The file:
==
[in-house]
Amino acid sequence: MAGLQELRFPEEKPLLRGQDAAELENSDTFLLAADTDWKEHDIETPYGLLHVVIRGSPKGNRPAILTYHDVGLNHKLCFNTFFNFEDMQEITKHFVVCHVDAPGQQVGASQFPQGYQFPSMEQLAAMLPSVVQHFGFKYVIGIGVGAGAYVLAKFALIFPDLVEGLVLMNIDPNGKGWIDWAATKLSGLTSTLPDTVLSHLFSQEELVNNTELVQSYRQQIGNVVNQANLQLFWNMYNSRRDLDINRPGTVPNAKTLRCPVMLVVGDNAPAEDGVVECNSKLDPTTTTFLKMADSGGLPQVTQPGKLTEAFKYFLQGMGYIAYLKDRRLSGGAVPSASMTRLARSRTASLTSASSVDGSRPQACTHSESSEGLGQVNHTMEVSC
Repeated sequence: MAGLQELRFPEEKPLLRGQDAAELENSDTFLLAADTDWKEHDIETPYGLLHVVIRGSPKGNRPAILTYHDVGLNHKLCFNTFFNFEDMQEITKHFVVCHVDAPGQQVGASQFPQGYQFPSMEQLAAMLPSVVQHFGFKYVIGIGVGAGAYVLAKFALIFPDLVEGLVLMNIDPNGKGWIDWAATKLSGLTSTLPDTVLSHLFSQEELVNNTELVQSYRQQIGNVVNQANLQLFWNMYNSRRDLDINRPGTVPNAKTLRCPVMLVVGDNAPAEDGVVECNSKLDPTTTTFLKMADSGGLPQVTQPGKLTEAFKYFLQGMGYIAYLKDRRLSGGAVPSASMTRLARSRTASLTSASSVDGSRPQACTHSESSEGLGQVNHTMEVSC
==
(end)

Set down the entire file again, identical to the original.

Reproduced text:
[in-house]
Amino acid sequence: MAGLQELRFPEEKPLLRGQDAAELENSDTFLLAADTDWKEHDIETPYGLLHVVIRGSPKGNRPAILTYHDVGLNHKLCFNTFFNFEDMQEITKHFVVCHVDAPGQQVGASQFPQGYQFPSMEQLAAMLPSVVQHFGFKYVIGIGVGAGAYVLAKFALIFPDLVEGLVLMNIDPNGKGWIDWAATKLSGLTSTLPDTVLSHLFSQEELVNNTELVQSYRQQIGNVVNQANLQLFWNMYNSRRDLDINRPGTVPNAKTLRCPVMLVVGDNAPAEDGVVECNSKLDPTTTTFLKMADSGGLPQVTQPGKLTEAFKYFLQGMGYIAYLKDRRLSGGAVPSASMTRLARSRTASLTSASSVDGSRPQACTHSESSEGLGQVNHTMEVSC
Repeated sequence: MAGLQELRFPEEKPLLRGQDAAELENSDTFLLAADTDWKEHDIETPYGLLHVVIRGSPKGNRPAILTYHDVGLNHKLCFNTFFNFEDMQEITKHFVVCHVDAPGQQVGASQFPQGYQFPSMEQLAAMLPSVVQHFGFKYVIGIGVGAGAYVLAKFALIFPDLVEGLVLMNIDPNGKGWIDWAATKLSGLTSTLPDTVLSHLFSQEELVNNTELVQSYRQQIGNVVNQANLQLFWNMYNSRRDLDINRPGTVPNAKTLRCPVMLVVGDNAPAEDGVVECNSKLDPTTTTFLKMADSGGLPQVTQPGKLTEAFKYFLQGMGYIAYLKDRRLSGGAVPSASMTRLARSRTASLTSASSVDGSRPQACTHSESSEGLGQVNHTMEVSC